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PSYCH 1X03 (1,058)
Joe Kim (989)
Lecture

Psych1X03Week8(Personality).docx

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Department
Psychology
Course Code
PSYCH 1X03
Professor
Joe Kim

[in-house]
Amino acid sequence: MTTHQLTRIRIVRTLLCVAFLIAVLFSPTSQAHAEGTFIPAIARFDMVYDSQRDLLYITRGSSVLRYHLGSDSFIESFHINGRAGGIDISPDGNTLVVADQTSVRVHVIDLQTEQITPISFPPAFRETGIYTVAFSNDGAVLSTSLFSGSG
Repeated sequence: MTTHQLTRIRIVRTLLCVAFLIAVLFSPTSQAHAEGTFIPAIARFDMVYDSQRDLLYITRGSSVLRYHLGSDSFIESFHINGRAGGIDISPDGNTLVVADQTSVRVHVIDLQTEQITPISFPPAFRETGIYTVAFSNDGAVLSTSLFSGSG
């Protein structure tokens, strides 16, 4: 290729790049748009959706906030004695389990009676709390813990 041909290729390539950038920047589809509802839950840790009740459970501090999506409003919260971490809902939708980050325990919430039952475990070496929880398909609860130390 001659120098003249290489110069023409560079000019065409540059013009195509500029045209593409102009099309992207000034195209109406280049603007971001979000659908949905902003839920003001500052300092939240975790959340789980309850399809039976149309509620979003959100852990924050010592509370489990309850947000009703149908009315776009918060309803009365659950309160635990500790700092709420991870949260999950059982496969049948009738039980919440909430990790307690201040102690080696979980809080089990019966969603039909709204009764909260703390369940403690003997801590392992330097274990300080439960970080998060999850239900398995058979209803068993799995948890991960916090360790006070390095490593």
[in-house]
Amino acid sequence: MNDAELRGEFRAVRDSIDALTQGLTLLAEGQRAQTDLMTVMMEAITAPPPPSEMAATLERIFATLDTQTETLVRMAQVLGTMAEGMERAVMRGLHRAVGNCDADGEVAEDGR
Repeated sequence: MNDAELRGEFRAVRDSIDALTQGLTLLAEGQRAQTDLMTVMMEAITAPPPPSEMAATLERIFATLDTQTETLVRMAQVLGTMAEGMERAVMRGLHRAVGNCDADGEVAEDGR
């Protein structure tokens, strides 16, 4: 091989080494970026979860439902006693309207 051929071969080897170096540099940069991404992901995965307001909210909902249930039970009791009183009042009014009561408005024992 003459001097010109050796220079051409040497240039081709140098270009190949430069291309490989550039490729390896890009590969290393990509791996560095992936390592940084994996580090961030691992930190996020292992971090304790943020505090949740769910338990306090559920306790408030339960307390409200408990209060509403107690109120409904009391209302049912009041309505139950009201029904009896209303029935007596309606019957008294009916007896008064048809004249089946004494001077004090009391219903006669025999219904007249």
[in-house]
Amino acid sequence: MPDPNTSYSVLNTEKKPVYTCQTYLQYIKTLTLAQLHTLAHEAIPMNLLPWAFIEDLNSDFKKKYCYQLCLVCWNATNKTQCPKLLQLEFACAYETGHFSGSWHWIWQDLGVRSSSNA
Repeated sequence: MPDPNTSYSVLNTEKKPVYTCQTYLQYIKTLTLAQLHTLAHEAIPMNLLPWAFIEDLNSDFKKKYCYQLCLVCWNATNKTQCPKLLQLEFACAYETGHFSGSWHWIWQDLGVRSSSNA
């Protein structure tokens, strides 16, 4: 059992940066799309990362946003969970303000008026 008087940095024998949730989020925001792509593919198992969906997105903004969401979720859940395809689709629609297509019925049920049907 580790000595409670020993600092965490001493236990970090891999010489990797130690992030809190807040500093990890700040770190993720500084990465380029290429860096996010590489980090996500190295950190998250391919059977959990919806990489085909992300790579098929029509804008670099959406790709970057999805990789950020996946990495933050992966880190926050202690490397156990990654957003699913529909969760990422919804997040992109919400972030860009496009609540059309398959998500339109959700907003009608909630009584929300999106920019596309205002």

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Personality 11/2/2011 5:30:00 PM Personality - Isn‟t real; it has no physical existence. It is an idea, an abstract concept that we use because it seems to capture something important about our experiences, they help us organize and understand experiences. - Hypothetical constructs are abstract concepts. - The Hippocrates approach to personality was that he believed in four “humours”: blood, phlegm, yellow bile, and black bile. Personality was based on the balance of these four humours. Example: Melan (for black) and cholic (for bile) meant that someone of this personality types is often sad and wistful. Psychodynamic Approach SIGMUND FREUD - Sees personality as generated by internal psychic structures in your mind, and the way they interact with each other, determine how we feel and behave. Many of these structures are unconscious. - Freud believes that the way you go through stages in your life as a child, will ultimately have an impact on your adulthood. Tripartite Model - Made up of the Id, Ego and Superego. These three levels is the major motivating forces in humans. - Id seeks pleasure and avoids pain. This is known as the Pleasure Principle. It is the source of your basic instincts and your motivational energy (libido). The four main things the Id wants is food, air, water and sex. The Id is selfish and impatient. The Id is completely in the unconscious. - Superego is focused on holding moral principles. The superego comes into play at around age 5 and 6. Your conscious stems from your superego. The Superego develops from our same sex parents morals and standards. The Superego is mainly in the unconscious, but a small portion is in the preconscious (just beneath the surface of awareness) and conscious (of which we are aware). - Ego balances our the Superego and Id. It is aware of outside reality. The ego is split into all three stages (conscious, preconscious and unconscious) equally. Defense Mechanisms - Where the conscious ego is protected against anxiety. These mechanisms help keep unacceptable id impulses out of consciousness entirely or by disguising id impulses so that the conscious ego does not feel anxious about them. Repression - The simplest defense mechanism; the unconscious ego blocks id impulses from ever reaching consciousness. Keeping repressed impulses our of consciousness takes a lot of energy. Repressed impulses sometimes sneak into consciousness as slips of the tongue (Freudian Slips) or symbolically disguised as dream images. - Example: A child who is abused by a parent later has no recollection of the events, but has trouble forming relationships. Denial - When the conscious ego engages in the anxiety-producing behaviour, but the unconscious ego immediately prevents any memory of the behaviour from getting back into consciousness. So even though the ego has done something immoral, it feels no anxiety since it has no memory of the behaviour at all. The difference between denial and repression is that denial impulses start in the conscious and is blocked out where in repression impulses start in the unconscious and never becomes conscious. - Example: when your friend calls you a bad name, there unconscious ego prevents the memory from getting back into consciousness so that the friend actually believes they didn‟t do anything. Rationalization - When the conscious ego had done something immoral so the unconscious ego floods consciousness with plausible, non-threatening reasons for the behaviour. Anxiety isn‟t reached because the conscious ego believes that it has engaged in the behaviour for a perfectly harmless reason. - Example: when a man kills someone, he doesn‟t believe he actually did, rather he believes that he killed the person out of self defense. Projection - When our anxiety producing thoughts/impulses are attributed to someone else, maybe the original target of the impulse. - Example: when we don‟t like someone, we believe we don‟t like them because they don‟t like us. Reaction formation - When the conscious ego is protected from anxiety by being filled with ideas and feelings that are opposite to the actual impulse. - Example: when a little boy likes a little girl, but the girl doesn‟t like him back then the boy is automatically mean to the little girl. Displacement - When the unconscious ego redirects the forbidden impulse away from its original target to a consciously acceptable target, so that the conscious ego doesn‟t feel any anxiety. Sublimation a special type of displacement, in which sexual or aggressive impulses are displaces to objects or activities that are socially acceptable; this is due to our sublimated libido (Id). - Example: when a man wins the lottery, he kisses the person next to him rather than yelling and screaming. Freud‟s Five Psychosexual Stages - Covers birth to the final stage of puberty. During each stage the child‟s pleasure is obtained primarily from a single erogenous. Oral Stage - Covered from birth to one year. The child discovers the pleasures of sucking and swallowing and later biting and chewing. Anal Stage - Covered from age one to three. The child gets pleasure from oral activities but the primary focus of gratification is the anal area. The child gets most pleasure from giving up feces through bowel movements. When the child gets potty-trained, the child discovers the pleasures of holding onto feces. Phallic Stage - Covered from age 3 to 6. This is the most important stage of psychosexual development. The child discovers the pleasures of stimulating the phallic area (aka your genitals).  During this stage boys go through the Oedipus complex. This is when the ego incest‟s sexual libido to his mother, and now wants to possess his Mother for himself. The boy then feels competition with his dad, so the boy wants to get rid of his dad. But since the dad is bigger and stronger the boy won‟t do anything in fear of his dad will retaliate against him by castrating him which leads to intense castration anxiety. This anxiety is observed when the boy realizes that girls do not have penises. To resolve this dilemma the boy identifies with his father. This process is called identification, during this process the father‟s beliefs and values form the superego.  During this stage the girls go through the Electra complex. The girl wants the mother all to herself but gets freaked out when she realizes that some people have penises, and she does not. The girl then realizes that the reason she lost her penis. The girl then wants to regain her penis (penis envy), this then directs her sexual desires towards her Dad. Afraid of the mother will retaliate, she then identifies with the mother and therefore her superego is formed from the mother‟s own beliefs and values. - Because of the intense anxiety that these Complexes exhibit, the memories of the child‟s sexual and aggressive impulses are blocked through repression. Latency Stage - Begins at age 6 and goes until puberty. Sexual desire is channeled into behaviours that are not overtly sexual. Genital Stage - Begins at puberty and lasts for the rest of our lives. The surge of hormones releases our sexual desires. The direction of our sexual interests and urges takes depend on how we passed through the pervious stages. Fixation - When a sexual desire is attached to a specific erogenous zone at each stage ; some excess libido can be left behind at a specific stage. - We enter adulthood with libido distributed between several erogenous zones. - If we are fixated at the oral stage, our adult sexuality will be more heavily oral than usual. This may cause the individual to experience libido through eating, smoking or nail biting. - If we fixed at the anal stage, there are two sorts of activities. Children who have fixated on pleasure from giving up feces, may as adults become messy and disorganized, experiencing pleasure from giving things to others; this is called anal explusive. Those who fixated on pleasure from holding onto feces may become overly neat and orderly, but stingy, stubborn